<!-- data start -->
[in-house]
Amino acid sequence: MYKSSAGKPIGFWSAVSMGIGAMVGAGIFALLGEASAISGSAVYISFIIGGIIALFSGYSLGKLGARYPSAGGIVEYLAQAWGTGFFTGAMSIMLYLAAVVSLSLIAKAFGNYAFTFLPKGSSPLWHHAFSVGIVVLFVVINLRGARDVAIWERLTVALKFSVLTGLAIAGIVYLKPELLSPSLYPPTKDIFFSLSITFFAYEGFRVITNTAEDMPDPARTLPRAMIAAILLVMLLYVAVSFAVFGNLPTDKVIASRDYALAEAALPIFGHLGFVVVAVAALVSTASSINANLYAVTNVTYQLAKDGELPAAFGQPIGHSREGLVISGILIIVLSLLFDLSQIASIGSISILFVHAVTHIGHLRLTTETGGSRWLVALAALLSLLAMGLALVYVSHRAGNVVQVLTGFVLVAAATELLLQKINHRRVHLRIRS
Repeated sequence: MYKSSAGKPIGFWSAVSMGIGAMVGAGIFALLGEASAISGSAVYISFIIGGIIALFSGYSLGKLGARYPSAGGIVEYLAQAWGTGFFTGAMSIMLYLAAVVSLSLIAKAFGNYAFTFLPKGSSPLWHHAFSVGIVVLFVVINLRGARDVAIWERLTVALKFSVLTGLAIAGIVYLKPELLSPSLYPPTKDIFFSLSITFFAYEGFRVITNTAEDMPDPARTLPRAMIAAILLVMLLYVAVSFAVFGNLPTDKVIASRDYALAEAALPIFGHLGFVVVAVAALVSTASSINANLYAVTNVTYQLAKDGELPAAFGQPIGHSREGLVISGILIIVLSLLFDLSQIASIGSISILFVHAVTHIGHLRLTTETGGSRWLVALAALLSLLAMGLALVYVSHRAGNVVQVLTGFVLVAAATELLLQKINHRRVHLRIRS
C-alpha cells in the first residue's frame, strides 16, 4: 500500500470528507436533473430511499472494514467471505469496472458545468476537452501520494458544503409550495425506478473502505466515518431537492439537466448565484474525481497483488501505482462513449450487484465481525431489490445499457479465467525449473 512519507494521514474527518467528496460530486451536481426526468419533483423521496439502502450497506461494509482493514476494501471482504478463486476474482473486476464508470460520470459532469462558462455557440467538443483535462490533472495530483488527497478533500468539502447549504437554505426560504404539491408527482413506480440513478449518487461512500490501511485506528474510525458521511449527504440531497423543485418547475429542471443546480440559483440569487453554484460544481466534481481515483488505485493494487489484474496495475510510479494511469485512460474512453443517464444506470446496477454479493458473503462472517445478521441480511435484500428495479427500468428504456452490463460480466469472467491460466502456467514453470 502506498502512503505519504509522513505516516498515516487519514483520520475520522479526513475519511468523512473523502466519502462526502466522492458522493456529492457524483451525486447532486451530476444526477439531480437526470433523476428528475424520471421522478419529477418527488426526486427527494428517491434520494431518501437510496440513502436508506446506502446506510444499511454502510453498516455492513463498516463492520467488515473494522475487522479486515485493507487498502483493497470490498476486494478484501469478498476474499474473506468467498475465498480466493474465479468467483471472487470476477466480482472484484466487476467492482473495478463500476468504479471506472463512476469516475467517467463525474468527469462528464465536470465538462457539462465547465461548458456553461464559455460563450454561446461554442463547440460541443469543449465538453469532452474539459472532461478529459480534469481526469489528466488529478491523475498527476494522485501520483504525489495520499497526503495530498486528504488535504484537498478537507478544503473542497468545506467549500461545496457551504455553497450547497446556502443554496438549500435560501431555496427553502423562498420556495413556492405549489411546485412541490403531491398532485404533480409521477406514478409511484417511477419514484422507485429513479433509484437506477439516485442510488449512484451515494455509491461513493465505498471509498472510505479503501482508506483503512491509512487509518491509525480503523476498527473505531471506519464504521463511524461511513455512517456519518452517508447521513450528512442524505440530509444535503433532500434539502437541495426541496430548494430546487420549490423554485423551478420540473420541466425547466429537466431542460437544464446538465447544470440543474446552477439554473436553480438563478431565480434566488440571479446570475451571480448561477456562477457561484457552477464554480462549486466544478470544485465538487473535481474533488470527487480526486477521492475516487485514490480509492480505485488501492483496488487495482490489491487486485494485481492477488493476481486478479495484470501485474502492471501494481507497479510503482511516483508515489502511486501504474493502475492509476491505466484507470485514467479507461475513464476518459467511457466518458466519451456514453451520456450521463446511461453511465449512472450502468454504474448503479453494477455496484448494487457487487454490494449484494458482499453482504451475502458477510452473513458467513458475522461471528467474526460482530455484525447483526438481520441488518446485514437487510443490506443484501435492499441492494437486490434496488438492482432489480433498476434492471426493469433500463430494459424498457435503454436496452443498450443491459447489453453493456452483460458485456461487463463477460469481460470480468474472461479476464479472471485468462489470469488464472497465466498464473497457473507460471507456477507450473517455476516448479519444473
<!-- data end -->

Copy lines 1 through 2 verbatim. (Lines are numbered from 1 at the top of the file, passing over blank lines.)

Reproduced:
[in-house]
Amino acid sequence: MYKSSAGKPIGFWSAVSMGIGAMVGAGIFALLGEASAISGSAVYISFIIGGIIALFSGYSLGKLGARYPSAGGIVEYLAQAWGTGFFTGAMSIMLYLAAVVSLSLIAKAFGNYAFTFLPKGSSPLWHHAFSVGIVVLFVVINLRGARDVAIWERLTVALKFSVLTGLAIAGIVYLKPELLSPSLYPPTKDIFFSLSITFFAYEGFRVITNTAEDMPDPARTLPRAMIAAILLVMLLYVAVSFAVFGNLPTDKVIASRDYALAEAALPIFGHLGFVVVAVAALVSTASSINANLYAVTNVTYQLAKDGELPAAFGQPIGHSREGLVISGILIIVLSLLFDLSQIASIGSISILFVHAVTHIGHLRLTTETGGSRWLVALAALLSLLAMGLALVYVSHRAGNVVQVLTGFVLVAAATELLLQKINHRRVHLRIRS